Having accepted election after some hesitation, he was ordained a bishop on 30 November 1700 and assumed the pontifical name of "Clement XI". Cardinal protodeacon Benedetto Pamphili crowned him on 8 December 1700 and he took possession of the Basilica of Saint John Lateran on 10 April 1701. Soon after his accession to the pontificate, the War of the Spanish Succession broke out. In 1703 Pope Clement XI ordered a synod of Catholic bishops in northern Albania that discussed promotion of the Council of Trent decrees within Albanian dioceses, stemming conversions among locals to Islam and securing agreement to deny communion to crypto-Catholics who outwardly professed the Muslim faith. Despite holding an ambiguous neutrality in world affairs, Clement XI was forced to name Charles, Archduke of Austria, as the King of Spain, since the imperial army had conquered much of northern Italy and was threatening Rome itself in January 1709. By the Treaty of Utrecht that put an end to the war, the Papal States lost their suzerainty over the Farnese Duchy of Parma and Piacenza in favour of Austria, lost Comacchio as well, a blow to the prestige of the Papal States.
In 1713 Clement XI issued the bull Unigenitus in response to the spread of the Jansenist heresy. There followed great upheaval in France, where apart from theological issues, a strong Gallican tendency persisted; the bull, produced with the contribution of Gregorio Selleri, a lector at the College of Saint Thomas, the future Pontifical University of Saint Thomas Aquinas, condemned Jansenism by extracting and anathematizing as heretical 101 propositions from the works of Quesnel declaring them to be identical in substance with propositions condemned in the writings of Jansenius. The resistance of many French ecclesiastics and the refusal of the French parlements to register the bull led to controversies extending through the greater part of the 18th century; because the local governments did not receive the bull, it was not, technically, in force in those areas – an example of the interference of states in religious affairs common before the 20th century. During his reign as a pope the famous Illyricum Sacrum was commissioned, today it is one of the main sources of the field of Albanology, with over 5,000 pages divided in several volumes written by the Jesuit Daniele Farlati and Dom Jacopo Coleti.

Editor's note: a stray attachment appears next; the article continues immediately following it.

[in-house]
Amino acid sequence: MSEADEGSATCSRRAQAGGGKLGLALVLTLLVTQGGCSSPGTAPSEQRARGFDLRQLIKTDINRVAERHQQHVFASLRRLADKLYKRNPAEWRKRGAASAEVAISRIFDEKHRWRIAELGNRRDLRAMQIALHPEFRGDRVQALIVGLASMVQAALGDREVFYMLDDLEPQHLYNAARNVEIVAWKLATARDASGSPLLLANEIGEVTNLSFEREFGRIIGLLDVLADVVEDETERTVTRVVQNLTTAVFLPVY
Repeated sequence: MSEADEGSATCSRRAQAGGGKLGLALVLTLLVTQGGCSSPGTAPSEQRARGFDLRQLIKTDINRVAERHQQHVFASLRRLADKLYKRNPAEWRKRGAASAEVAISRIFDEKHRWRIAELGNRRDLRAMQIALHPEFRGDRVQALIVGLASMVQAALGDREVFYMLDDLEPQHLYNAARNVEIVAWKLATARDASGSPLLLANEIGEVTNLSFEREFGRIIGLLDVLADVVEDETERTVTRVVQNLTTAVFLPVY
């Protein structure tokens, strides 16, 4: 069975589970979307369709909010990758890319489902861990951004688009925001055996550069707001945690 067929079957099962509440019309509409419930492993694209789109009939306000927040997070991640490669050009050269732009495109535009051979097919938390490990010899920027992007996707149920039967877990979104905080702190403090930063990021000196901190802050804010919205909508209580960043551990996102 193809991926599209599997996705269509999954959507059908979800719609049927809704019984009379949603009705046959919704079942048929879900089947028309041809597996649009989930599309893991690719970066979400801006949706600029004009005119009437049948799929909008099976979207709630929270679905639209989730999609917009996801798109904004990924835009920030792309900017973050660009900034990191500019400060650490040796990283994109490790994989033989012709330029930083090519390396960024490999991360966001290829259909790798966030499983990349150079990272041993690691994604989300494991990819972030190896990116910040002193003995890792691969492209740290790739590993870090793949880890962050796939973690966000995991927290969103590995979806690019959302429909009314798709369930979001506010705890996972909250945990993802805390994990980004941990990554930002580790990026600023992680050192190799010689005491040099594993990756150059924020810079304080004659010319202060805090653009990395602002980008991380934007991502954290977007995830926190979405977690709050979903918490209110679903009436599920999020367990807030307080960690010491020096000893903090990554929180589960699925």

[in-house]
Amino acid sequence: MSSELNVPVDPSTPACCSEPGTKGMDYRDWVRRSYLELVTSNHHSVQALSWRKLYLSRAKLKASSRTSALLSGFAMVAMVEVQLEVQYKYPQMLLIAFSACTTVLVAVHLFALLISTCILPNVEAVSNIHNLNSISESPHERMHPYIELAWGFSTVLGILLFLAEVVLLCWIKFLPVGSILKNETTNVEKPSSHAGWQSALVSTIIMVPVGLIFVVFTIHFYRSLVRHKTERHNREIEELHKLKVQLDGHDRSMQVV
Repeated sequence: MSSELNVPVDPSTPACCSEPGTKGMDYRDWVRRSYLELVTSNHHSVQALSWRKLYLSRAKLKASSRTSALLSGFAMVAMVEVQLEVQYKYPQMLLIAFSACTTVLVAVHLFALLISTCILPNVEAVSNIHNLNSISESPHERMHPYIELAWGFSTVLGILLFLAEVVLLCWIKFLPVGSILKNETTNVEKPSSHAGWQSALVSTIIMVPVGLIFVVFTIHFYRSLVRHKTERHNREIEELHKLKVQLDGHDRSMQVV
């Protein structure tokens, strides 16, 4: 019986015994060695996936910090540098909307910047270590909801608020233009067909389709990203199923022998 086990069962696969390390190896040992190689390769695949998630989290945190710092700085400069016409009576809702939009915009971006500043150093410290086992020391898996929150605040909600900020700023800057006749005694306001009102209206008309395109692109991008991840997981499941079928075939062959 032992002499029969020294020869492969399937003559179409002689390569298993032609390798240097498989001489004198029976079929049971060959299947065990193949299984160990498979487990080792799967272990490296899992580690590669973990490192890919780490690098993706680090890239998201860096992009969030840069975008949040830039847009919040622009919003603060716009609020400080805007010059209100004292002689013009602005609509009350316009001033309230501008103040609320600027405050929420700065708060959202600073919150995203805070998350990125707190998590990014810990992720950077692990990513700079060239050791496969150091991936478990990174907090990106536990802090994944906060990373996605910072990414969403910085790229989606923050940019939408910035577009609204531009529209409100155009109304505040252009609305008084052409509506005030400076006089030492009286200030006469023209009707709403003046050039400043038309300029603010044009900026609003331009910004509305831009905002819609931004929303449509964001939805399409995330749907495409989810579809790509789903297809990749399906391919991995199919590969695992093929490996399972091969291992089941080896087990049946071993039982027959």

Clement XI made a concerted effort to acquire Christian manuscripts in Syriac from Egypt and other places in the Middle East expanding the Biblioteca Apostolica Vaticana's collection of Syriac works. Clement XI was key in the decision to allow cats back into Christian homes after they were seen as overtly Pagan symbols. Clement XI extended the feast of Our Lady of the Rosary to the Universal Church of the Roman Rite in 1716. Clement XI confirmed the cultus of Ceslas Odrowaz, Jakov Varingez, John of Perugia, Peregrine Laziosi, Peter of Sassoferrato, Buonfiglio Monaldi, Pope Gregory X and Humbeline of Jully, he formally beatified a number of individuals: Alexis Falconieri, Bartholomew degli Amidei and Benedict Dellantella, John Francis Régis. He canonized Andrew Avellino, Catherine of Bologna, Felix of Cantalice and Pope Pius V on 22 May 1712, Humility on 27 January 1720, Sancha of Portugal on 10 May 1705, Theresa of Portugal on 20 May 1705, Ste
The Christ Child known as Divine Infant, Baby Jesus, Infant Jesus, Child Jesus, the Holy Child, Santo Niño, refers to Jesus Christ from his nativity to age 12. The four Canonical Gospels accepted by most Christians today lack any narration of the years between Jesus' infancy and the Finding in the Temple when he was 12. Liturgical feasts relating to Christ's infancy and the Christ Child include: The Feast of the Nativity of Jesus Christ; these are nativity scenes showing the birth of Jesus, with his mother Mary, her husband Joseph. Depictions as a baby with the Virgin Mary, known as Madonna and Child, are iconographical types in Eastern and Western traditions. Other scenes from his time as a baby, of his circumcision, presentation at the temple, the adoration of the Magi, the flight into Egypt, are common. Scenes showing his developing years are not unknown. Saint Joseph, Anthony of Padua, Saint Christopher are depicted holding the Christ Child; the Christian mystics Saint Teresa of Avila, Saint Therese of Lisieux, along with the devotees of Divino Niño such as Mother Angelica and Father Giovanni Rizzo claim to have had apparitions of Jesus as a toddler.